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Wright Brothers Memorial

  • http://media.charlotteobserver.com/smedia/2013/09/20/14/09/85Rty.Em.138.jpeg|204
    MARY ELLEN BOTTER - KRT
    The Wright Brothers National Memorial stands atop Big Kill Devil Hill.
  • http://media.charlotteobserver.com/smedia/2013/09/20/14/09/pGE8h.Em.138.jpeg|242
    JEFF SINER - CHARLOTTE OBSERVER FILE PHOTO
    A plane flies over the Wright Brothers National Memorial in Kill Devil Hills.

Who in their right mind would plan a winter trip to the Outer Banks, knowing full well that winds there can be quite strong?

Well, Wilbur and Orville Wright, for starters. Working in Ohio first with gliders, later with heavier-than-air machines, the brothers needed to find a place with winds they could rely upon late in the year (when their bicycle shop wasn’t busy) and where sandy beaches that would help cushion any landing.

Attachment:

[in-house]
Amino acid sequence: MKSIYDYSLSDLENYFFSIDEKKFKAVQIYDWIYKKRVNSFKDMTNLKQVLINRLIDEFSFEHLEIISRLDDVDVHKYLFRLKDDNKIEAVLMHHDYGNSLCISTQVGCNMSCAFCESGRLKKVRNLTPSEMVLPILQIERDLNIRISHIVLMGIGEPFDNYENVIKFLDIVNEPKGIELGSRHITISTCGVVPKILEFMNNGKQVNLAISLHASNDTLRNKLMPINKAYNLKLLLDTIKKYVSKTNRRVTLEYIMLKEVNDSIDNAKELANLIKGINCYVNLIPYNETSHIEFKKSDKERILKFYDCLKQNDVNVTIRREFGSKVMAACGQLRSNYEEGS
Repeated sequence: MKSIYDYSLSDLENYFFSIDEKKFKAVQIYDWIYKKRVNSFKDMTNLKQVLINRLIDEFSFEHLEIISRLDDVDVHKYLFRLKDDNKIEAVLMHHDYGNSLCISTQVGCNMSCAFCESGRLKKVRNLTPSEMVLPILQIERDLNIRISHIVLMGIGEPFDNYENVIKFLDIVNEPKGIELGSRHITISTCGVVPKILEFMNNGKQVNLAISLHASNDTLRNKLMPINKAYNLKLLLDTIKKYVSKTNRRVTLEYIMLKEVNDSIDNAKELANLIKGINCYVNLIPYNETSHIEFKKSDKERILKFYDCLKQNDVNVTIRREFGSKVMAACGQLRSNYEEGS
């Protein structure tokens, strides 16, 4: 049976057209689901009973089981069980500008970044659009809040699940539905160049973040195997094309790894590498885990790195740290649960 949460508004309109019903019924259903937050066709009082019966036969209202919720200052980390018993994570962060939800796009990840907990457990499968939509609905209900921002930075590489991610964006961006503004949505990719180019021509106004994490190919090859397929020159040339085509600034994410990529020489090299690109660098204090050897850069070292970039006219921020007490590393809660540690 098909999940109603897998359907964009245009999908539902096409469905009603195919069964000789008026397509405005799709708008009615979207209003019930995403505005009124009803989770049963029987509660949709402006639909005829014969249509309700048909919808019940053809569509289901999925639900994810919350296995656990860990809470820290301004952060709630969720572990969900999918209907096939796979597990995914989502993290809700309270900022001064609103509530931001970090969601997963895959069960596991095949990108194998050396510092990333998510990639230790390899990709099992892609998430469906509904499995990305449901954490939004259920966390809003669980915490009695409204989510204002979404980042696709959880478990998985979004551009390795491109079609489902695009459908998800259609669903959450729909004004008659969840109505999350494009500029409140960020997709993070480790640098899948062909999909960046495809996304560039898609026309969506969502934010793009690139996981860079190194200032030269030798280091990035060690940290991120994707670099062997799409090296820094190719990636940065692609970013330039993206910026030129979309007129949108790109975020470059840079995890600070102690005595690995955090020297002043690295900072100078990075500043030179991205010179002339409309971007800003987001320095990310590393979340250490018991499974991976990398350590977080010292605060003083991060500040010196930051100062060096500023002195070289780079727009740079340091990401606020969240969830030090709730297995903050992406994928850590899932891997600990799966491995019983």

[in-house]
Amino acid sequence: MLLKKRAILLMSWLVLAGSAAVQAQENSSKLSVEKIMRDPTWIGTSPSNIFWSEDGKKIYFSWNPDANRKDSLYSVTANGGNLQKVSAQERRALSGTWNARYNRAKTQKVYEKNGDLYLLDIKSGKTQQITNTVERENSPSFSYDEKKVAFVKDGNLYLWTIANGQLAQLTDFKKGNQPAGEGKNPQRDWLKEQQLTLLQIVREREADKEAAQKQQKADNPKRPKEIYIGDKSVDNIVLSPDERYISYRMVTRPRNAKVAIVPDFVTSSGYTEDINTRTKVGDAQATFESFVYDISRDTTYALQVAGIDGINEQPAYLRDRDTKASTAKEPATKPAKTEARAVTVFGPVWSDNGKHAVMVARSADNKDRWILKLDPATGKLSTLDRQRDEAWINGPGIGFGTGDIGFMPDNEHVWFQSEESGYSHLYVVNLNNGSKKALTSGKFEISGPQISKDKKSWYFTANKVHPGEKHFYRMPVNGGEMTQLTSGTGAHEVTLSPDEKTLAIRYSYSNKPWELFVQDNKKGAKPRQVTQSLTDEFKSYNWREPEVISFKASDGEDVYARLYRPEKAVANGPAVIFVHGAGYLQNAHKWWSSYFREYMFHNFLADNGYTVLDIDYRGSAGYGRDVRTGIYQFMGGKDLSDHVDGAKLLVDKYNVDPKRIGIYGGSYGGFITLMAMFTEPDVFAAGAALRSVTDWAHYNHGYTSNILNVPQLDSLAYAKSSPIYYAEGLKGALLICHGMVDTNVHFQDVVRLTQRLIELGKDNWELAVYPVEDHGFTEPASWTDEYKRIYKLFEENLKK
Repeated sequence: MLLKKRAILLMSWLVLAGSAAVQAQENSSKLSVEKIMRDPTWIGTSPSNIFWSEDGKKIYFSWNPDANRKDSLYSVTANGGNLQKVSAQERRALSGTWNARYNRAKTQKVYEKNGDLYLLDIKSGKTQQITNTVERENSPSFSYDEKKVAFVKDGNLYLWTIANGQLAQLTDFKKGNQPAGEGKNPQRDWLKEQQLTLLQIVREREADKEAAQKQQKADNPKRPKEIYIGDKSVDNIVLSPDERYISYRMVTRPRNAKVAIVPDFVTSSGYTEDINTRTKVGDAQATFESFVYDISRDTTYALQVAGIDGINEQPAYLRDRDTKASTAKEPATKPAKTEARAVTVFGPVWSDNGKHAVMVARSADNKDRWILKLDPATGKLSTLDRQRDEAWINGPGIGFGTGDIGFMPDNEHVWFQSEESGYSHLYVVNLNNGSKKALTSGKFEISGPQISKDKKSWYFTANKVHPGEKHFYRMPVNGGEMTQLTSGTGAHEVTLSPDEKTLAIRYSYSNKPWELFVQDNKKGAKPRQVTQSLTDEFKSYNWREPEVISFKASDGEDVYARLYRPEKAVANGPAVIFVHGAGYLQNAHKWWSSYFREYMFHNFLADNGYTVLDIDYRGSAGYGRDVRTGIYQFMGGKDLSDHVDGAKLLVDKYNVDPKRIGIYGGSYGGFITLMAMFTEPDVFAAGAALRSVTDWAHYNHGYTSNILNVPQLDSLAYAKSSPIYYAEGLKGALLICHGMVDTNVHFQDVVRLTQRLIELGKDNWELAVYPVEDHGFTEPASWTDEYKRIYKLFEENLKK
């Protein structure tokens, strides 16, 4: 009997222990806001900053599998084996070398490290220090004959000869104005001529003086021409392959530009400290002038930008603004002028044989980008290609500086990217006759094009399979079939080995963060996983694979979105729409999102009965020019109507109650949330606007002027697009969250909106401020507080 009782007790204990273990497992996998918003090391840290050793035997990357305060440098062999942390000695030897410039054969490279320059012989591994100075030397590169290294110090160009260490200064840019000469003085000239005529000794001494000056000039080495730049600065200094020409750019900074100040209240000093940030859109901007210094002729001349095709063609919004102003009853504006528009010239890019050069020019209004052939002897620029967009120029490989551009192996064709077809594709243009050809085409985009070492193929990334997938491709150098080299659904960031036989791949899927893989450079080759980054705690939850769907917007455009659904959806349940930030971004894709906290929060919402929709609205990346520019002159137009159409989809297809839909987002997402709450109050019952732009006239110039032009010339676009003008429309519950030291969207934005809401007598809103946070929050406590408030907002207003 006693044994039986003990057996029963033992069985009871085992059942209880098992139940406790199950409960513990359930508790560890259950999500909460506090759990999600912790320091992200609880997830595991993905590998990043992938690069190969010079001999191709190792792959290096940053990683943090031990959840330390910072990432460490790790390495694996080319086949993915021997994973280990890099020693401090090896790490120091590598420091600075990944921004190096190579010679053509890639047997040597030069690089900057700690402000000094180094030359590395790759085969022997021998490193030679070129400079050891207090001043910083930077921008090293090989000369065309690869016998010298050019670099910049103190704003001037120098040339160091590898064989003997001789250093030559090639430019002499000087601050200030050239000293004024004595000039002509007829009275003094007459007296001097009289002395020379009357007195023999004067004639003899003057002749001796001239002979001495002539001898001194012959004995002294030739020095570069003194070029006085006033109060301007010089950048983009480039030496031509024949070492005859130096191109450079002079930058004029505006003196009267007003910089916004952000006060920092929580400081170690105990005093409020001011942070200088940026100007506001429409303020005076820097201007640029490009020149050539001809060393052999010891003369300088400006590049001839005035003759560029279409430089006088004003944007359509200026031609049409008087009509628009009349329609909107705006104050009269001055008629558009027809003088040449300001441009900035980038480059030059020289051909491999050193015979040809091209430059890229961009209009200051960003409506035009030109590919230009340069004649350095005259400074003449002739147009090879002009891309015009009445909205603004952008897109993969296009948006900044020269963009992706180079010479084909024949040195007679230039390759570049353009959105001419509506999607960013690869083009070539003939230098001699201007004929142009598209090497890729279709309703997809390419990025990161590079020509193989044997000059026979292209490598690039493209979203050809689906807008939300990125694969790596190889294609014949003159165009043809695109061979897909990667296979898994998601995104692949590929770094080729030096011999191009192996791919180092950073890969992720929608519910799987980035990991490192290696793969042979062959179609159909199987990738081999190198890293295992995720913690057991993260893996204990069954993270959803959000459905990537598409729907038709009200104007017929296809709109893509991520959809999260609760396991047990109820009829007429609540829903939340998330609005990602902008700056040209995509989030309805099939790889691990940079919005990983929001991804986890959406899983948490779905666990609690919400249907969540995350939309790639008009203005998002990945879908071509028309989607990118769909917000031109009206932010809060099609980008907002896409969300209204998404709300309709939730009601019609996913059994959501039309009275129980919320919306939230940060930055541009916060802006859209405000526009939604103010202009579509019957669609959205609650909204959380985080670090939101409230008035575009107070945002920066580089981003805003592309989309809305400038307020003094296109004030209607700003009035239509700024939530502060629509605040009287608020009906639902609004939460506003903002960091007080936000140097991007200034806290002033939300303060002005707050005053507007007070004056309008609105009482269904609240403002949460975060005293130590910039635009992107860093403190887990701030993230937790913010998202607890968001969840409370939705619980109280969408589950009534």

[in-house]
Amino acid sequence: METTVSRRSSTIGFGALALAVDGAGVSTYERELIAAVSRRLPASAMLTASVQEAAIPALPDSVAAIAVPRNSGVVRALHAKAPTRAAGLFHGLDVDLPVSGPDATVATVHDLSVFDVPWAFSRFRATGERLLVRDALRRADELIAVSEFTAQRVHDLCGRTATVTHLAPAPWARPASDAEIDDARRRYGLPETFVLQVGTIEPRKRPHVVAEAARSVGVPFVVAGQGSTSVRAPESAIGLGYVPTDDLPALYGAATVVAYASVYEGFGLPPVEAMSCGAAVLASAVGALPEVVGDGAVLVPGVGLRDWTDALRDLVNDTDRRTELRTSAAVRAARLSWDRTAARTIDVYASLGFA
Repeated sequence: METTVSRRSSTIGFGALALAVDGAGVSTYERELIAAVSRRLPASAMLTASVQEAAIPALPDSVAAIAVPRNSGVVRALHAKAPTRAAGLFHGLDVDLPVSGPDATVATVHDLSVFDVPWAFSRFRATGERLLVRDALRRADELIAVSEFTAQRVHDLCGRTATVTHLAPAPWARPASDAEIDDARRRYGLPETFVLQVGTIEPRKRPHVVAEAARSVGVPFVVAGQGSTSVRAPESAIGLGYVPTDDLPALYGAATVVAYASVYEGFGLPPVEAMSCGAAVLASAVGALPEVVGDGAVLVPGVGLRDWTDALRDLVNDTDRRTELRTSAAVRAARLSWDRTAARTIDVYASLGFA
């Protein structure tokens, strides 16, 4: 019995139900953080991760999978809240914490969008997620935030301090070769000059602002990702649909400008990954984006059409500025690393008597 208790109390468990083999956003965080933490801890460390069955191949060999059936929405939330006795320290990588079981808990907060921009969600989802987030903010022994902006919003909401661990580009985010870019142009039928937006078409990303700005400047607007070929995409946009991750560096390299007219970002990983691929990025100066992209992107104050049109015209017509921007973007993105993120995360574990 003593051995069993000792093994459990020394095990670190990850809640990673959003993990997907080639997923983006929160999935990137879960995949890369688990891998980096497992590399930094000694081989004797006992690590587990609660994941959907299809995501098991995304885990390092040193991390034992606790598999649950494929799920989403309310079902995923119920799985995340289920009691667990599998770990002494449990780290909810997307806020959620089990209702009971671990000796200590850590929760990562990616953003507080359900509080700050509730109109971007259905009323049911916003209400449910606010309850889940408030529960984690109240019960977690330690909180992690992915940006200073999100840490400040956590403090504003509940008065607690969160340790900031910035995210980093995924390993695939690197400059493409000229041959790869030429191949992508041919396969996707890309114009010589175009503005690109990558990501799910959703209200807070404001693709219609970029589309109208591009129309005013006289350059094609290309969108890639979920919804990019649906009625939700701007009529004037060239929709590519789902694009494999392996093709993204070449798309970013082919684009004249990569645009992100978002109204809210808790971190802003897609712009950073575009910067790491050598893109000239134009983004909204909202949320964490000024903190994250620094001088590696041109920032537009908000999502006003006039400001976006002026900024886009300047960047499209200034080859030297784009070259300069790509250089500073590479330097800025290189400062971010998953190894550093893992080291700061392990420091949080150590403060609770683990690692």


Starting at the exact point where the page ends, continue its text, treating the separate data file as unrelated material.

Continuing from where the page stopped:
They came to Kitty Hawk in 1900 and 1901 to test gliders and learn about wing design and “lift”; in 1902 they mastered turn-control. Returning in 1903 with a full-fledged airplane, they made history Dec. 17 with the first flights of humans in a heavier-than-air machine. Wind gusts that day in the Kitty Hawk area were 27 mph.

And if you aren’t adverse to wind, a winter trip to Wright Brothers National Memorial (www.nps.gov/wrbr) is a great way to learn about the challenges and opportunities the “First in Flight” brothers encountered.

The 60-foot granite monument on top of Big Kill Devil Hill (it’s called a “pylon”) marks where the Wrights did their many glider tests. On flat ground nearby, you can pace off the exact spot where the age of aviation began.

The memorial’s visitor center has full-scale reproductions of a 1902 Wright glider the 1903 flying machine; an engine block from the original 1903 Flyer; and a reproduction of the brothers’ first wind tunnel.

The bubble-shaped Centennial Pavilion holds exhibits about the Outer Banks when the Wrights were there, the evolution of aviation, and NASA-sponsored space exhibits. A film about the park is shown every 30 minutes.

Hours are 9 a.m.-5 p.m. daily; admission is $4; 15 and younger, free. The Wright memorial is one of the fee-based National Park Service properties that offer free entry on specific holidays; the next free days are Nov. 9-11. (Veterans Day weekend). Info on free-admission dates nationwide: http://1.usa.gov/9xVNXb.

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